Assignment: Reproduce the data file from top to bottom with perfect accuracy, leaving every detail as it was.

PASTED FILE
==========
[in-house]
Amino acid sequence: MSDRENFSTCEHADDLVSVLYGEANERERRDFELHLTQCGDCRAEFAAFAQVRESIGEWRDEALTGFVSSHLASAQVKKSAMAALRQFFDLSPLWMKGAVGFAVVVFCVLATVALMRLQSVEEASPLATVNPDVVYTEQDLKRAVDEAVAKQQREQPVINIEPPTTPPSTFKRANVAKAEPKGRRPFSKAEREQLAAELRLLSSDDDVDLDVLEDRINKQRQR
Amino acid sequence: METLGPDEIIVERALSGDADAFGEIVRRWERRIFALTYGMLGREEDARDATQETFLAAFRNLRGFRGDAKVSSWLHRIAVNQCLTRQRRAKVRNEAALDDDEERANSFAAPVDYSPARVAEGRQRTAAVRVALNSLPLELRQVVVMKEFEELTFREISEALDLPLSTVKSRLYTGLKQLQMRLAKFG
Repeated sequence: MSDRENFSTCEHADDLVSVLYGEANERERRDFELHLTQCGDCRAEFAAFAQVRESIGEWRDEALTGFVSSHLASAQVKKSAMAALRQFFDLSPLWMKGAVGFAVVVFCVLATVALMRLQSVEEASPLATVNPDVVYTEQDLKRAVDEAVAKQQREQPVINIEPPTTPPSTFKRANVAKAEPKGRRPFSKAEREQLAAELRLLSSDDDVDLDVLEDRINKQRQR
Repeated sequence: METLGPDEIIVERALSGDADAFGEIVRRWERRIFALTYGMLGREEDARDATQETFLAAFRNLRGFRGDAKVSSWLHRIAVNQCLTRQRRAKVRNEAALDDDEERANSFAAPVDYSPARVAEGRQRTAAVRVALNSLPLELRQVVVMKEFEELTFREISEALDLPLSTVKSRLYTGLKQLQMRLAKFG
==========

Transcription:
[in-house]
Amino acid sequence: MSDRENFSTCEHADDLVSVLYGEANERERRDFELHLTQCGDCRAEFAAFAQVRESIGEWRDEALTGFVSSHLASAQVKKSAMAALRQFFDLSPLWMKGAVGFAVVVFCVLATVALMRLQSVEEASPLATVNPDVVYTEQDLKRAVDEAVAKQQREQPVINIEPPTTPPSTFKRANVAKAEPKGRRPFSKAEREQLAAELRLLSSDDDVDLDVLEDRINKQRQR
Amino acid sequence: METLGPDEIIVERALSGDADAFGEIVRRWERRIFALTYGMLGREEDARDATQETFLAAFRNLRGFRGDAKVSSWLHRIAVNQCLTRQRRAKVRNEAALDDDEERANSFAAPVDYSPARVAEGRQRTAAVRVALNSLPLELRQVVVMKEFEELTFREISEALDLPLSTVKSRLYTGLKQLQMRLAKFG
Repeated sequence: MSDRENFSTCEHADDLVSVLYGEANERERRDFELHLTQCGDCRAEFAAFAQVRESIGEWRDEALTGFVSSHLASAQVKKSAMAALRQFFDLSPLWMKGAVGFAVVVFCVLATVALMRLQSVEEASPLATVNPDVVYTEQDLKRAVDEAVAKQQREQPVINIEPPTTPPSTFKRANVAKAEPKGRRPFSKAEREQLAAELRLLSSDDDVDLDVLEDRINKQRQR
Repeated sequence: METLGPDEIIVERALSGDADAFGEIVRRWERRIFALTYGMLGREEDARDATQETFLAAFRNLRGFRGDAKVSSWLHRIAVNQCLTRQRRAKVRNEAALDDDEERANSFAAPVDYSPARVAEGRQRTAAVRVALNSLPLELRQVVVMKEFEELTFREISEALDLPLSTVKSRLYTGLKQLQMRLAKFG